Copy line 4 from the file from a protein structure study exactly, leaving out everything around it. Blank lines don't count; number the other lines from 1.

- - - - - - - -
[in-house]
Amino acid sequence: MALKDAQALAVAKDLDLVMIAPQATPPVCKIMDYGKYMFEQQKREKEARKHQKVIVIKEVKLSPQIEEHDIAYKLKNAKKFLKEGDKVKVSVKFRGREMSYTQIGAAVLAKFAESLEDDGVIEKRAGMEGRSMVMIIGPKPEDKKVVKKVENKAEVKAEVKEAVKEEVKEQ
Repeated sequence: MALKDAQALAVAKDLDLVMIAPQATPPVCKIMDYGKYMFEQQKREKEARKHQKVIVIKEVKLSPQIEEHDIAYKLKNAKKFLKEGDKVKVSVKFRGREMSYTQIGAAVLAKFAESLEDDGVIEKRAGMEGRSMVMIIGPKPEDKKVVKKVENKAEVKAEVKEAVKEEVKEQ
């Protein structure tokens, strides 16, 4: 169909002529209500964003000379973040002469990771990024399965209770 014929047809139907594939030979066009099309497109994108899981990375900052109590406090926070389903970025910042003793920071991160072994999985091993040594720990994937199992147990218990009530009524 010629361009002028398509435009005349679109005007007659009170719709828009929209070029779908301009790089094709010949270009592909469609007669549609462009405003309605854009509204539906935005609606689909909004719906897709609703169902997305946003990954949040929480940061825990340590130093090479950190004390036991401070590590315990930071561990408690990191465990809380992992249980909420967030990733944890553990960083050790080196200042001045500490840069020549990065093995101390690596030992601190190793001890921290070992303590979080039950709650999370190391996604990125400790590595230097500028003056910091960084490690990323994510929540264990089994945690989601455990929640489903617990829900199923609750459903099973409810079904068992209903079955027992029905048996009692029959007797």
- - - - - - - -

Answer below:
């Protein structure tokens, strides 16, 4: 169909002529209500964003000379973040002469990771990024399965209770 014929047809139907594939030979066009099309497109994108899981990375900052109590406090926070389903970025910042003793920071991160072994999985091993040594720990994937199992147990218990009530009524 010629361009002028398509435009005349679109005007007659009170719709828009929209070029779908301009790089094709010949270009592909469609007669549609462009405003309605854009509204539906935005609606689909909004719906897709609703169902997305946003990954949040929480940061825990340590130093090479950190004390036991401070590590315990930071561990408690990191465990809380992992249980909420967030990733944890553990960083050790080196200042001045500490840069020549990065093995101390690596030992601190190793001890921290070992303590979080039950709650999370190391996604990125400790590595230097500028003056910091960084490690990323994510929540264990089994945690989601455990929640489903617990829900199923609750459903099973409810079904068992209903079955027992029905048996009692029959007797």